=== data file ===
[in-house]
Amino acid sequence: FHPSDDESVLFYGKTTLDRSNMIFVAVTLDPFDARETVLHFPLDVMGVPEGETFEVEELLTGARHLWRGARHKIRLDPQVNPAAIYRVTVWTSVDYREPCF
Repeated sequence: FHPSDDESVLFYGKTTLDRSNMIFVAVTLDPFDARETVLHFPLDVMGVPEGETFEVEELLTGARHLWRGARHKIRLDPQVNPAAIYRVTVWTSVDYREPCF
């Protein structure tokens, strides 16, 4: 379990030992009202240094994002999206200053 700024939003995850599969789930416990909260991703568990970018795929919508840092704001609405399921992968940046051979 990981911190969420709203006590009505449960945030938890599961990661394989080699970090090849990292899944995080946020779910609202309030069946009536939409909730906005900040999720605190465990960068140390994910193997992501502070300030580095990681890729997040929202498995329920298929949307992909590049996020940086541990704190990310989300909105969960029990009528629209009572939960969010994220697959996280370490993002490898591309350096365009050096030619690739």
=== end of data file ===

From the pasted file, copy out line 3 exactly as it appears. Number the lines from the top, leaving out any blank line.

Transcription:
Repeated sequence: FHPSDDESVLFYGKTTLDRSNMIFVAVTLDPFDARETVLHFPLDVMGVPEGETFEVEELLTGARHLWRGARHKIRLDPQVNPAAIYRVTVWTSVDYREPCF